• Under US law the creator of a story, painting, song, or any other original work holds copyright the instant it is recorded in some physical form Up to 1998 a copyright notice was required to be attached to each distributed copy if the owner wanted to protect his/her rights Even after the change in 1998 when this is no longer required the awards are reduced significantly if the copyright information is not present with the work Textual Copyright notices have several limitations They are easy to remove deliberately or inadvertently They can be aesthetically ugly if they cover a part of the image For music the copyright is only on the media not on the work Electronic watermarks are imperceptible and inseparable from the work they are contained and are hence superior Watermarking Owner Identification
  • Slide 9
  • Textual notices can be erased and replaced by a forger Image editors can be used to edit copyright notices One solution is to register the image with copyright depository (expensive) Watermarking can prove image identity Watermarks may also be altered It is possible to prove that one image is derived from another indirectly proving the ownership Watermarking Proof of Ownership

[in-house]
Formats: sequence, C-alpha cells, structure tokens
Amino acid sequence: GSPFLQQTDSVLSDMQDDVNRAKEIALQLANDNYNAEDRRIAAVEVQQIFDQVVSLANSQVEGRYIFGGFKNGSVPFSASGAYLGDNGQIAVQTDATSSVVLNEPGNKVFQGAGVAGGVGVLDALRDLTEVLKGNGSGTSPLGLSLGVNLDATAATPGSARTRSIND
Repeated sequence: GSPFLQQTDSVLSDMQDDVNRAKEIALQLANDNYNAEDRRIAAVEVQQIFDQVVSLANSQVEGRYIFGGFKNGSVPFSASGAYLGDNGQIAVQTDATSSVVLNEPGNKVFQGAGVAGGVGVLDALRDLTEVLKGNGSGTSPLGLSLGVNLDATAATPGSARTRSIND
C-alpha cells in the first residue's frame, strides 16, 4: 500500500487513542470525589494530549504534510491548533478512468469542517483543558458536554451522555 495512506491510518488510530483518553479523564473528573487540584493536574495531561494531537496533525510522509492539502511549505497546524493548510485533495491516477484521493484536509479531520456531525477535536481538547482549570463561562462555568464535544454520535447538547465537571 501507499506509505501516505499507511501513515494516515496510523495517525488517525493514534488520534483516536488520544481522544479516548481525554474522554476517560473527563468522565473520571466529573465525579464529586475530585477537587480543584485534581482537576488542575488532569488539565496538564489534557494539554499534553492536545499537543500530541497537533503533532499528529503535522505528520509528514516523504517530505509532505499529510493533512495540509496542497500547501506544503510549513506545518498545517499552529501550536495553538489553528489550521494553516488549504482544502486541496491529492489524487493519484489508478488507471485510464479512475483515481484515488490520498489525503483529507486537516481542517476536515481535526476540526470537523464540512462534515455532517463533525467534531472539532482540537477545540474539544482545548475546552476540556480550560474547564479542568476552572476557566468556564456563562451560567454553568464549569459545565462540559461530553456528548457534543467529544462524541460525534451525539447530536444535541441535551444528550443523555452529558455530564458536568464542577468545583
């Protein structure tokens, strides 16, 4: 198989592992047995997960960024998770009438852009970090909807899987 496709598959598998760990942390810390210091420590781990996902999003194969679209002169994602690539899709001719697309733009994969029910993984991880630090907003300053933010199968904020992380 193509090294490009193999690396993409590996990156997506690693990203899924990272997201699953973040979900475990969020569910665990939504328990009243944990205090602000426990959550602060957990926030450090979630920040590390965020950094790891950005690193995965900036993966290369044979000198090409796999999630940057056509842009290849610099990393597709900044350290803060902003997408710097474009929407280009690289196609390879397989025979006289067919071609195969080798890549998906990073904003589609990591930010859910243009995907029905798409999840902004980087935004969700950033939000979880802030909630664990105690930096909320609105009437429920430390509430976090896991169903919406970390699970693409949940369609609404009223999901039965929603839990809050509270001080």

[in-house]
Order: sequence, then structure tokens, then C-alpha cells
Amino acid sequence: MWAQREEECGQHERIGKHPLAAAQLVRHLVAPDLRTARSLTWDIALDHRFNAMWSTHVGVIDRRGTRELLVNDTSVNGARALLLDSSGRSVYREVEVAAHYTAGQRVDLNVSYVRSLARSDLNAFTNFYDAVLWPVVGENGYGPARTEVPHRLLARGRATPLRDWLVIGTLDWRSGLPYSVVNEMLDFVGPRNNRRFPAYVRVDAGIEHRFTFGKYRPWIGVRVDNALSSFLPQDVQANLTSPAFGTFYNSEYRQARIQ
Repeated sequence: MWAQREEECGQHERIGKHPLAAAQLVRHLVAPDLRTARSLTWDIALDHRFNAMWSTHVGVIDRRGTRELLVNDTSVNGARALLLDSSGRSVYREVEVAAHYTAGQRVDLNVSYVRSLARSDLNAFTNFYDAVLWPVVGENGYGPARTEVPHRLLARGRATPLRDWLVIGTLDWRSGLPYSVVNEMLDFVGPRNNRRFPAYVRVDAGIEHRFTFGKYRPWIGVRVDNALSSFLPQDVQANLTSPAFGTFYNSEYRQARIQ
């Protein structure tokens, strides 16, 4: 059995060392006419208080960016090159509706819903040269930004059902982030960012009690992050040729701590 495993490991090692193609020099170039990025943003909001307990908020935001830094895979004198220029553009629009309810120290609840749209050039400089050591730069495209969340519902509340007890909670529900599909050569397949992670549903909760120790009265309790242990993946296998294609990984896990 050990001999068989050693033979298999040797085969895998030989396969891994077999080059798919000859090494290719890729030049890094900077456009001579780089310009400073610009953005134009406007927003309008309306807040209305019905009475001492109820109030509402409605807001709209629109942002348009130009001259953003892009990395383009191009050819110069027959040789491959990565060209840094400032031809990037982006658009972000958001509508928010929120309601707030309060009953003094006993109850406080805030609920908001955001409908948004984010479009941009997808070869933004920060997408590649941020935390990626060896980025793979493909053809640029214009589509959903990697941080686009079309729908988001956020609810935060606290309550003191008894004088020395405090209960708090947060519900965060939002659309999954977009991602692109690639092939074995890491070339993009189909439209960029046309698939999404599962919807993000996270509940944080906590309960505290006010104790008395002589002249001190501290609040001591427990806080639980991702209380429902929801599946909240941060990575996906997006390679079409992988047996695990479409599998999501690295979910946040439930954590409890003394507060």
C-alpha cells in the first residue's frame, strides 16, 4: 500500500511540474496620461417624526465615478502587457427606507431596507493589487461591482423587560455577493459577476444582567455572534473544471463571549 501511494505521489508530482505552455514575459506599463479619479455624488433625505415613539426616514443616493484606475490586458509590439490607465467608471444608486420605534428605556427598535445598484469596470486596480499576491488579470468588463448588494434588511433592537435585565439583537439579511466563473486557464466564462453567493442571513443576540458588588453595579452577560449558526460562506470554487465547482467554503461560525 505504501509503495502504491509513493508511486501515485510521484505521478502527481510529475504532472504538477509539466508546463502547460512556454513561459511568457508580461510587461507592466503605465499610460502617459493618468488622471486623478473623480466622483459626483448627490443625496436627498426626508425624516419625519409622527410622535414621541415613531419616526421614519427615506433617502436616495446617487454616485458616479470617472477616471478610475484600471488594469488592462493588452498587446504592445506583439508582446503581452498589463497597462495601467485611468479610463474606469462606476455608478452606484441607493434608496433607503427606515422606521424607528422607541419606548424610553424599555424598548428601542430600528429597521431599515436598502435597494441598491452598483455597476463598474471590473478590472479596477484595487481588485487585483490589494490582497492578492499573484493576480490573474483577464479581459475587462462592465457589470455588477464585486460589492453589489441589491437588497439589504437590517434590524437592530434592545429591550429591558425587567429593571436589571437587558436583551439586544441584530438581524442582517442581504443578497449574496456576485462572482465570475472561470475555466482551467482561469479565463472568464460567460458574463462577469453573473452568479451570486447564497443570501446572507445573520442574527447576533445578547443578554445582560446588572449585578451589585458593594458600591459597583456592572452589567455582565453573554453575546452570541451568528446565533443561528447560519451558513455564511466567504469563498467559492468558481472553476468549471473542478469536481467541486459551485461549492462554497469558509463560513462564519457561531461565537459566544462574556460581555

• Slide 10
  • Transaction Tracking Content Authentication Copy Control Device Control Watermarking Other Applications
  • Slide 11
  • Should be perceptually invisible to prevent obstruction of the original image. Statistically invisible so it cannot be detected or erased. Simple to extract watermark from image Otherwise, the detection process requires too much computation time. Detection should be accurate. Few false positives & false negatives Should be able to produce numerous watermarks. Otherwise, only a limited number of images may be marked. Should be robust to filtering, additive noise, compression, and other forms of image manipulation. Should be able to determine the true owner of the image. Image Watermarking Properties
  • Slide 12
  • Watermarking Process Reference: http://www.ece.utexas.edu/~bevans/courses/ee381k/projects/fall98/fu/literatureSurvey.pdf
  • Slide 13
  • M-Sequence Generator Embedded or added to the last significant digit of the original image Watermark was extracted by taking the least significant bits at specific locations Detection was done by cross correlation of the original and extracted watermarks Discrete Cosine Transform (DCT) Watermark was placed in perpetually significant areas of the image Watermark based on 1000 random samples of a N(0,1) distribution Sample was added to the 1000 largest DCT coefficients of the image Inverse DCT was taken to retrieve the watermarked image For detection watermark was extracted from the DCT of suspected image Image Watermarking Techniques
  • Slide 14
  • Discrete Wavelet Transform(DWT) Watermark modeled as Gaussian noise was added to middle and high frequency bands of the image Decoding process involved taking DWT of potentially marked image Fractal Codes A collage map was composed from 8x8 blocks of original image and from images DCT Image Watermarking Techniques
  • Slide 15
  • Watermark - Image
  • Slide 16
  • Slide 17